Guess Who The Major Winners of Biden’s Loan Forgiveness Are?

The morality and the legality of canceling student debt were initially under scrutiny. The bigger question was if anybody has legal standing to sue to prevent forgiveness from happening, even though the response to that question is “probably not.”

The House or the Senate would be a strong contender, but only if the Republicans win control of one of those chambers in January and the loans aren’t already forgiven.

Even if those two things were to happen, Republican members might still have to win over the program’s most prominent supporters: their own staff.

In the week, the Education Department issued revised guidance on the administration of loan forgiveness, clarifying that debtors who made voluntary payments during the current pause in student loan payments will have those payments refunded in full, in addition to the maximum $20,000 in forgiveness.

The Department clarified that “refund claims can only be submitted by you and reimbursed to you,” even if somebody else paid the fee on your loan.

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This will make things more complicated when parents or other family members assist their children in repaying student loans during the pandemic, and possibly much more so when the borrowers’ employers are repaying the loans.

In general, these kinds of setups are uncommon. According to SHRM, only 42% of companies offer any form of tuition reimbursement, and it is likely that the great majority of these contracts fund job-relevant exercises rather than reimbursement of past loans.

However, members of Congress are one category of employees whose employers are known to provide loan repayment as a perk regularly.

A recent article in Politico noted that “almost 2,000 Hill employees are enrolled” in these plans and that “the House recently boosted the lifetime cap of the perk to $80,000 from $60,000.”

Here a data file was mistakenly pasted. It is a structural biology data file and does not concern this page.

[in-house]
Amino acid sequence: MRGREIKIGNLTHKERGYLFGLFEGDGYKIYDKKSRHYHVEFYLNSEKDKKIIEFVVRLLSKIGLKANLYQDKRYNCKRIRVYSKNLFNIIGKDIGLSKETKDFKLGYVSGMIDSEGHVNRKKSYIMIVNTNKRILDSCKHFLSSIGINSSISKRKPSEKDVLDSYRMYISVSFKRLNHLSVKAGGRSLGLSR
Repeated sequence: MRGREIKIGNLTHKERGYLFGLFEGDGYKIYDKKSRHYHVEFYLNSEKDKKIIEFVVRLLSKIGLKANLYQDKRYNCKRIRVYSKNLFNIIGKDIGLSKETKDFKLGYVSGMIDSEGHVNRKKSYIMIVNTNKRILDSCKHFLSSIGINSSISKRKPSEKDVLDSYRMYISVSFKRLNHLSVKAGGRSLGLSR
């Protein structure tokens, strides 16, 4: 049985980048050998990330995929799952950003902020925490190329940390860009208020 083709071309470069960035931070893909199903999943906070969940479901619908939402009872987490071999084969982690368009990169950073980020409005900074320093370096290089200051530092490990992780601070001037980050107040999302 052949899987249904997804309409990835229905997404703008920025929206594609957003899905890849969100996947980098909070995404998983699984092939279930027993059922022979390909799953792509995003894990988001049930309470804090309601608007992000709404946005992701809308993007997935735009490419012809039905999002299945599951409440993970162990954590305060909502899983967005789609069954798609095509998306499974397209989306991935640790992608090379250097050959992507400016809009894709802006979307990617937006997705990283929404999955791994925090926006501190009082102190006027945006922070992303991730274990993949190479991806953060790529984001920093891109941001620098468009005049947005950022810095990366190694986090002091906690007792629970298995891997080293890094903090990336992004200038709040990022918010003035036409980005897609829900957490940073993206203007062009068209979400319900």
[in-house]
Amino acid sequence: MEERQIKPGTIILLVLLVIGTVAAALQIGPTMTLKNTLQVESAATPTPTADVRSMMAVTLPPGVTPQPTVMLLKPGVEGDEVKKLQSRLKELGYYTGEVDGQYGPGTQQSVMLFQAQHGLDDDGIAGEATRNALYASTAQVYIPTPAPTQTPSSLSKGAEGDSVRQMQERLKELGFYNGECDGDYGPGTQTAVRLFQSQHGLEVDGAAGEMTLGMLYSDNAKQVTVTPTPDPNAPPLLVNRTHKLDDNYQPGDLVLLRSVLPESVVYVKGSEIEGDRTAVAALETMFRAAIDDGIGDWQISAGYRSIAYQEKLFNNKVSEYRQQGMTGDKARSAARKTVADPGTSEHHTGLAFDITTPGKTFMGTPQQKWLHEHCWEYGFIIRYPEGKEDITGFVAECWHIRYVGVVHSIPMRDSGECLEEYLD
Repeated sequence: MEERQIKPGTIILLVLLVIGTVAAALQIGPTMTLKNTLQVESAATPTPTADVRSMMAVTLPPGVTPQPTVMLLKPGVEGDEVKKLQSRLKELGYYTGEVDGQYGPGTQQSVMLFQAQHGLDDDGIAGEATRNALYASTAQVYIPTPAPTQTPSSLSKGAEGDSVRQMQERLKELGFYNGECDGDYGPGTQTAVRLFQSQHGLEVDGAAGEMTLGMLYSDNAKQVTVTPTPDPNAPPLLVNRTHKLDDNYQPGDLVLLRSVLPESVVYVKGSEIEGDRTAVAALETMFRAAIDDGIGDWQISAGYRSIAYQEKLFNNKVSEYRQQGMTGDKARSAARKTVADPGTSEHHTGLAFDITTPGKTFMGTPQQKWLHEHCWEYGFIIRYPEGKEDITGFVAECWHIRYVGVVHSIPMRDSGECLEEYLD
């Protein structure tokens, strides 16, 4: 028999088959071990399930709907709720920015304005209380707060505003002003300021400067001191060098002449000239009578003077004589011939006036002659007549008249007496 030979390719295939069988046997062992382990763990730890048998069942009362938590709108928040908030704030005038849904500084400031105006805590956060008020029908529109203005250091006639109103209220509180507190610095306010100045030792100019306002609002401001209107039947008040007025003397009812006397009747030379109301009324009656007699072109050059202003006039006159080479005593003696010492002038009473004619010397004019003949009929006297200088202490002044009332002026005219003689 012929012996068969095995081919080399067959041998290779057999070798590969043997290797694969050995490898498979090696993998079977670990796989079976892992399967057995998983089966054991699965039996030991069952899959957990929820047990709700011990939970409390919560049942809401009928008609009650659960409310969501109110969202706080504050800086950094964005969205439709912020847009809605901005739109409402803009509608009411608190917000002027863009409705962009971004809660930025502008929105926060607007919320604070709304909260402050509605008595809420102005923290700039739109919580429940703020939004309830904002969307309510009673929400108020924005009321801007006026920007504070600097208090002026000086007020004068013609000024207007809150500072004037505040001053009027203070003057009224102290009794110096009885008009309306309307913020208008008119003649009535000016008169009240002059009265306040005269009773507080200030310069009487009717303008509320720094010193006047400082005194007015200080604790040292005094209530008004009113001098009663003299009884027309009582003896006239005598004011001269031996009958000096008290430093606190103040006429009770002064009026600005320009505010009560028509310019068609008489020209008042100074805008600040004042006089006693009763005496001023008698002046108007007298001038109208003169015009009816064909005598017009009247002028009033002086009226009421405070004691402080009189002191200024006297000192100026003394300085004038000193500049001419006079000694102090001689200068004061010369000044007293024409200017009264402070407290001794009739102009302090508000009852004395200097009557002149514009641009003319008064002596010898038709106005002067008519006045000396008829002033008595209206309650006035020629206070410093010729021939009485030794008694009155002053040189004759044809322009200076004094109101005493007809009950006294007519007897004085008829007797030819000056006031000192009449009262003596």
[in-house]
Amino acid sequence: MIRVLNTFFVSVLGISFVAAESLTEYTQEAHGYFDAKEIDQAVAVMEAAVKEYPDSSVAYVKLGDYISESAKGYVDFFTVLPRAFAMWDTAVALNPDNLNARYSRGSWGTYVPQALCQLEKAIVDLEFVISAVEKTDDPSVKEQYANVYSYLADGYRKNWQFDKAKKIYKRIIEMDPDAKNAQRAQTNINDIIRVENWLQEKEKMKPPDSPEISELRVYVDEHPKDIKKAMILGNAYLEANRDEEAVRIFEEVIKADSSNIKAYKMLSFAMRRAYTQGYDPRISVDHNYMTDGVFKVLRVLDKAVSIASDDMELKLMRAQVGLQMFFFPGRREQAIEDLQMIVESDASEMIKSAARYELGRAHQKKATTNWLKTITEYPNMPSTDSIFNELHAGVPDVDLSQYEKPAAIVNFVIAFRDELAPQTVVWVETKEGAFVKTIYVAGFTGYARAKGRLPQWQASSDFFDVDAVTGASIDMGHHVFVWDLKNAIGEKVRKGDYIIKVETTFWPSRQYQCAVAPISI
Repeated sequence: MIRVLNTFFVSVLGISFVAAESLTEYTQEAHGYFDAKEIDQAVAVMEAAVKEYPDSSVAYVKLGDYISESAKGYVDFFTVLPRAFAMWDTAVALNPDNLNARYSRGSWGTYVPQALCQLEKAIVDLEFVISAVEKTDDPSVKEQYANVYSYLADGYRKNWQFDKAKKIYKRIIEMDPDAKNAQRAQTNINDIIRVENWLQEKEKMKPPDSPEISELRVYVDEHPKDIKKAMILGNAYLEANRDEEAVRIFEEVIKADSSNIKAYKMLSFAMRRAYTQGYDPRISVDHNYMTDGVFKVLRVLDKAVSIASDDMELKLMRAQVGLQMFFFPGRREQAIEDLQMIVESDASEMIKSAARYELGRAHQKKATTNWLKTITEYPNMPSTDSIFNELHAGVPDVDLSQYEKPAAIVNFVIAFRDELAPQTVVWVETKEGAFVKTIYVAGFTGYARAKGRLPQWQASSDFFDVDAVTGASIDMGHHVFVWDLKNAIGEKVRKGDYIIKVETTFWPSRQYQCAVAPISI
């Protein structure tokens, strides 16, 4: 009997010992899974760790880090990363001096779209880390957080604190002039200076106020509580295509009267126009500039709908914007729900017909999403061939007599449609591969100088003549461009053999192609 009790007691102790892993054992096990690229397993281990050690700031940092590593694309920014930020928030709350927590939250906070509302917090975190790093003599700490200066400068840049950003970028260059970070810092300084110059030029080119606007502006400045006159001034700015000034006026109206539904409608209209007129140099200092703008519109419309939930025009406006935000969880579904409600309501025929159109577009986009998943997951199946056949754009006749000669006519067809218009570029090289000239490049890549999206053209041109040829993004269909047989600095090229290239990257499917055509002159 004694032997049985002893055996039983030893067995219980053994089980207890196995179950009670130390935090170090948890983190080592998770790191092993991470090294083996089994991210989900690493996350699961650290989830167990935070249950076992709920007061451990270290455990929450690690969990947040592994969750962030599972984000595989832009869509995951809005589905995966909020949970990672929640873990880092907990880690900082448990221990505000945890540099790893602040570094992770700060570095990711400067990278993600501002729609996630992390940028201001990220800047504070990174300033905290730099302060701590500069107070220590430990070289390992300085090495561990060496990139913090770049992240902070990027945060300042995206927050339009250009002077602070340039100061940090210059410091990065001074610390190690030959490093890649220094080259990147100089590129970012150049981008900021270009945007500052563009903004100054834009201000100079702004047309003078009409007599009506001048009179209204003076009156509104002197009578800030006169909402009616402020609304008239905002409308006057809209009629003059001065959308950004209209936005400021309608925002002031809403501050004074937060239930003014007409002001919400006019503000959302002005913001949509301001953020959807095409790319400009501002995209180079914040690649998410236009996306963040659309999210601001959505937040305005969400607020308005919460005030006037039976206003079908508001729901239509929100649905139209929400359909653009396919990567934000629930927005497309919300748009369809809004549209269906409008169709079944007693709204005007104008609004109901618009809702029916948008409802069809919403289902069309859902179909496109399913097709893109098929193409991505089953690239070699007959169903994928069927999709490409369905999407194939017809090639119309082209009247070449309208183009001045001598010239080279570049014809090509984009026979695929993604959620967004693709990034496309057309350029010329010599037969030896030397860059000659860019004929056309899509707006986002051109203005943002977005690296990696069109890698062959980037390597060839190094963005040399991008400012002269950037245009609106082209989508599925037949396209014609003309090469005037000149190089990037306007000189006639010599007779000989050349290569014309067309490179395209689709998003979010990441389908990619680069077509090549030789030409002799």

Up to $60,000 in aid may be available to executive branch employees working for President Joe Biden.

Furthermore, Politico reported that most Hill employees earn less than the $125,000 limit set by the White House, leaving them eligible for a $10,000 federal debt forgiveness if they are Pell Grant recipients and a further $10,000 if they are not.

But according to clarification from the Education department this week, employees in the House and Senate may get thousands of dollars in tax-free compensation from this program retroactive to March of 2020.

Since they work for the government, taxpayers are double-dipping to cover the cost of their pardons.

This is very exciting for the employees, but they should also be aware of the potential consequences should the Republicans win control of either chamber come January.

Will employees of the House and Senate, particularly those on the Republican side, be able to overlook the perks they stand to get as their employers decide what to do about it?

Notice: This article may contain commentary that reflects the author's opinion.